At this point you can load up a few guitars and test it out! I was very happy with it at this point and could've called it quits, but was glad I continued...
Step 4: Finishing
You've got a practical and pretty cool guitar stand, but it's not quite "finished", nah'msayin? All sorts of oil or poly finishes exist, and honestly most of them should work just fine. I went with a combo poly/stain, it was in a rusty old can from the depths of the garage and had halfway solidified into a lumpy brick, but some mineral spirits and stirring and even that managed to make a pretty nice finish, so it's not terribly difficult to do right.
- Sand down the unfinished wood. Up to 220 grit is a must, 400 and higher is nicer but not necessary.
- Clean it well. Any dust or string will soon be dust or string in it forever if you don't brush it down before finishing.
- Apply first coat. Spray, paint, or wipe, just follow the instructions on the can.
- Smooth with steel wool. This doesn't apply to every finish, but many of them should be scuffed and smoothed with steel wool between coats, again, just follow the instructions on the can.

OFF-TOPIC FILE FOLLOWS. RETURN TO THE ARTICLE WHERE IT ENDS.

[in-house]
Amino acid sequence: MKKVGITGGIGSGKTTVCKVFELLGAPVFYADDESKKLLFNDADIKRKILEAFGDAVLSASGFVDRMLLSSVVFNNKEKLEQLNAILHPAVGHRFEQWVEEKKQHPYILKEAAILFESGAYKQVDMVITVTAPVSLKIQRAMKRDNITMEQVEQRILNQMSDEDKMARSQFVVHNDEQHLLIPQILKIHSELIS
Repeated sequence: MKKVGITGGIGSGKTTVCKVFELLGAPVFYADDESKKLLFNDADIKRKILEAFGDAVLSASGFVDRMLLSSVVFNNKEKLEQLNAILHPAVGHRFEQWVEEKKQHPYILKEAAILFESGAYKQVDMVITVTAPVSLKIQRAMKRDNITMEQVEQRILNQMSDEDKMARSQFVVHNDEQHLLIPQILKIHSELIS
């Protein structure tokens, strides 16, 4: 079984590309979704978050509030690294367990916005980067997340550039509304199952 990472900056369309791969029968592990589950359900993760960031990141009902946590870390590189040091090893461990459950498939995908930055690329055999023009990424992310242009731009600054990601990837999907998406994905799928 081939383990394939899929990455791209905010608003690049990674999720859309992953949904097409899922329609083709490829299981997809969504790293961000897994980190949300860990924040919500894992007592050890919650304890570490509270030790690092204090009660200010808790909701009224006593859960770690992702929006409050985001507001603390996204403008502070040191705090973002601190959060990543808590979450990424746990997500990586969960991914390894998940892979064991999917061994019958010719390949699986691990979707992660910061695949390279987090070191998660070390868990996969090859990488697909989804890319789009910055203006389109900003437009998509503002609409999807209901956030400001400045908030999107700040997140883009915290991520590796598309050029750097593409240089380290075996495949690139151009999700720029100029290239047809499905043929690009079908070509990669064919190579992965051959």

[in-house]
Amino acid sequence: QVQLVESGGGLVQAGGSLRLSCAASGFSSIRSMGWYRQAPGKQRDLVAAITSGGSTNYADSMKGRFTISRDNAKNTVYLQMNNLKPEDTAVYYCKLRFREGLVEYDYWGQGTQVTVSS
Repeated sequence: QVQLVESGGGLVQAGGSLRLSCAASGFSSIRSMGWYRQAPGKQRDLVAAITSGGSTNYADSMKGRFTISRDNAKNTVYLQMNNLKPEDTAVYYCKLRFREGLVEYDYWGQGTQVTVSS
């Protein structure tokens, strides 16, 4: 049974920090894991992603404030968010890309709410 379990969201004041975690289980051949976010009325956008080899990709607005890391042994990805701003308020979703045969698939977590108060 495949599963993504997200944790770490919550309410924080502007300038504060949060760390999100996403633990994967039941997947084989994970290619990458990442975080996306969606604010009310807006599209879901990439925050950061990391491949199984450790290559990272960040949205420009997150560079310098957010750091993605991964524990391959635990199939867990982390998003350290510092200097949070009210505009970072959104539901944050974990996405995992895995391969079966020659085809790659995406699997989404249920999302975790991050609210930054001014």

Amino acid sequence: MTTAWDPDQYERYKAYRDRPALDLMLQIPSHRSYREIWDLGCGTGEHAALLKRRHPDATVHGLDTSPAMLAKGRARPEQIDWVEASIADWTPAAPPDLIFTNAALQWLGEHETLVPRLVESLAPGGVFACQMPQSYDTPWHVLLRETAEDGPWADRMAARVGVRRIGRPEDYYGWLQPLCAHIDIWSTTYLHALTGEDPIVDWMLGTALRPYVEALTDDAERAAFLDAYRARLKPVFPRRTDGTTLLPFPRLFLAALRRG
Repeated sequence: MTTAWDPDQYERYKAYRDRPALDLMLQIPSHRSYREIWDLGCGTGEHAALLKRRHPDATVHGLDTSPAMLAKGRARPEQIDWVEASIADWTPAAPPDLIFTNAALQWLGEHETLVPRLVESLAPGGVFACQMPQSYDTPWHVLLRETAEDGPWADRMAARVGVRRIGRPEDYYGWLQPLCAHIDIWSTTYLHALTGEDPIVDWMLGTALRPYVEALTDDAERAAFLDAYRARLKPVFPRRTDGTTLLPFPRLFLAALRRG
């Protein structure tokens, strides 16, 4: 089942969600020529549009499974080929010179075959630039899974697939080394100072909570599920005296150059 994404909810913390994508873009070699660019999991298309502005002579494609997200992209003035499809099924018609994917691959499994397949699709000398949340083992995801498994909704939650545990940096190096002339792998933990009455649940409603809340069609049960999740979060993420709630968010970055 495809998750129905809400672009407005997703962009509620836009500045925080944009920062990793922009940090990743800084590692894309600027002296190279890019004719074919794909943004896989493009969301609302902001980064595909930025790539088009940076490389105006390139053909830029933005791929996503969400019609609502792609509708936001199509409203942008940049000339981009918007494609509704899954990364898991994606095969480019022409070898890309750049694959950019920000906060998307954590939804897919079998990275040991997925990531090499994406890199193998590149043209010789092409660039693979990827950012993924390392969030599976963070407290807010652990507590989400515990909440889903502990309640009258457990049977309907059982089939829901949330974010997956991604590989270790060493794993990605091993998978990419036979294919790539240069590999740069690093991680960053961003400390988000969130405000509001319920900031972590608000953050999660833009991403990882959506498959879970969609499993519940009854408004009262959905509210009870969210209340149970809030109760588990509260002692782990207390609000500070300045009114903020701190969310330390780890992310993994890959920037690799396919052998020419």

- Apply second coat. Usually, two coats is all that's needed. Three if you're going for a luxury piece, or a few more if you're using one of those punishing throwback oil finishes that luthiers of bygone days toiled away on. Normally I'm all about breaking rules and finding your own way to do things better, but in the case of finishing products, well, follow the instructions on the can.
Let it cure, and that's all there is to it! If you like to keep your guitars pristine, consider getting some foam insulation (or a pool noodle, if you don't mind ruining the perfect aesthetics of the masterpiece you just crafted) to put around the dowel rods to protect the undersides of the guitars.
Another option at this point is to accessorize any way you want - I crafted a small wooden box and mounted it to the inside of a leg, and is a great little spot for holding a slide, capo, string winder, etc.
Hope this gave a few useful tips and interesting ideas to all you rock stars out there, share pictures of any finished projects and enjoy! You might also like to check out my blog at mattwins.blogspot.com for some more good stuff and a whole bunch of rubbish :)